“I know what you’re thinking: isn’t it a bit subtle?” the satirical audio tour featured on Banksy’s website says of piece. “Here, the artist Banksy is making some sort of comment on the causal cruelty of the food industry. Or perhaps something vague and pretentions about the loss of childhood innocence.” 

- Willy Blackmore (Banky's Not So Silent Lambs Hit the Streets of NYC, TakePart, Oct 11, 2013)

Saturday, September 28, 2013

Storytelling to the Right People

"You share with people who earned the right to hear your story. You have to think long and hard about who has earned the right to hear this story, and with whom am I in a relationship with that can bear the weight of the story." Brene Brown. 

Wednesday, September 25, 2013

A Place at the Table

Towards the end of my stay in the States 2000, I was living on rationed multipack double-stuffed Oreos from CVS for a week, then dozens of donuts from Dunkin Donuts for another. In Switzerland 2004, it was cheap multipack chocolate bars for a better part of a year. In Korea 2009, several weeks worth of multipack ramen. All under $5.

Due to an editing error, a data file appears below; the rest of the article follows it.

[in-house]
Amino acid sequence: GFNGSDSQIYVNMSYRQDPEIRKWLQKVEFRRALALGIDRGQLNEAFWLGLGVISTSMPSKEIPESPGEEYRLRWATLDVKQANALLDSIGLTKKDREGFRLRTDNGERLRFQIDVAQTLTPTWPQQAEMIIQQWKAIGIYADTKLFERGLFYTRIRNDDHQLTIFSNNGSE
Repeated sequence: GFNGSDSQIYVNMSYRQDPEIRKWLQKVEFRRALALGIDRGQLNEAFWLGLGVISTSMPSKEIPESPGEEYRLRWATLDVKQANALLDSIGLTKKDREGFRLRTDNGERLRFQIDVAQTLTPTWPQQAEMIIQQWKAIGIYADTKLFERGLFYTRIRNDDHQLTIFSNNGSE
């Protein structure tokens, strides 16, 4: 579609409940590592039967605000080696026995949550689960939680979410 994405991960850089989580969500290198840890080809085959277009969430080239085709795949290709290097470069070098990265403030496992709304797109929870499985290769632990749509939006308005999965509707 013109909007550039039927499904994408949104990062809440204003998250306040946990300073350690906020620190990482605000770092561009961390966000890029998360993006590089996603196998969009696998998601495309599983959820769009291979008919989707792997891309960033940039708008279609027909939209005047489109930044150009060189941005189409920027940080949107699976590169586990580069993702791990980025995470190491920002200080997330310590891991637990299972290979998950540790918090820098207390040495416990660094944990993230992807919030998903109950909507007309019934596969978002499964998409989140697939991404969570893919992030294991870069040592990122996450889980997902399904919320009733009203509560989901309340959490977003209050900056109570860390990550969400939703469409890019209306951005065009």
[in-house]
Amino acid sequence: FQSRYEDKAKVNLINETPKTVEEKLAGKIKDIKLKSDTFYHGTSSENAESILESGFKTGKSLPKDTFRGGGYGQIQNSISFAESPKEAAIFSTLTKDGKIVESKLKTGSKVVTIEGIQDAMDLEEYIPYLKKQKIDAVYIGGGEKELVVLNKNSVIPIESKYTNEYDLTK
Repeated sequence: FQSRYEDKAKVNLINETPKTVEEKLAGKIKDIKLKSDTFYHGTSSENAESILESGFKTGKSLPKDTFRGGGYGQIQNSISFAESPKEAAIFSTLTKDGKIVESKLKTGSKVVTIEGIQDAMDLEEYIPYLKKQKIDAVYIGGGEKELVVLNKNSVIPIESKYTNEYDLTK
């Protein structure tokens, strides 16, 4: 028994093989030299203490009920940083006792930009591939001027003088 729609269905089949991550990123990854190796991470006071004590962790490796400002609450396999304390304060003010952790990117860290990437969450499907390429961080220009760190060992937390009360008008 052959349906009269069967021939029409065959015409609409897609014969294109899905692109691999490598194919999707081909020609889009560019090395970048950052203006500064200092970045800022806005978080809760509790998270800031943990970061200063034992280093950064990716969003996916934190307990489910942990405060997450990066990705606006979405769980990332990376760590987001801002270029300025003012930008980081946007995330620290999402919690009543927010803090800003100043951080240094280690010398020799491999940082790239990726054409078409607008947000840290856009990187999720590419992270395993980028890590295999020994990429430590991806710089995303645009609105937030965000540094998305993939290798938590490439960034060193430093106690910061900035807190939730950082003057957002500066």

I recommend this documentary film for those interested in food, the food industry, food insecurity. This happens not just in the States, but everywhere junk food is advertised widely and prevalent on every corner throughout major cities and around the world where food insecurity exists.

"If you look at what has happened to the relative price of fresh fruits and vegetables it has gone up 40% when the obesity epidemic began... In contrast the relative price of processed foods has gone down by 40%. So if you only have a limited amount of money to spend, you're going to spend you're going to spend it on the cheapest calories you can get, and that's going to be processed foods. This has to do with our farm policy and what we subsidize and what we don't." - Marion Nestle, Author of 'Food Politics' from the documentary 'A Place at the Table' (2012)

A PLACE AT THE TABLE (from the makers of Food Inc):

MARION NESTLE: "Today's 'Eat More' Environment"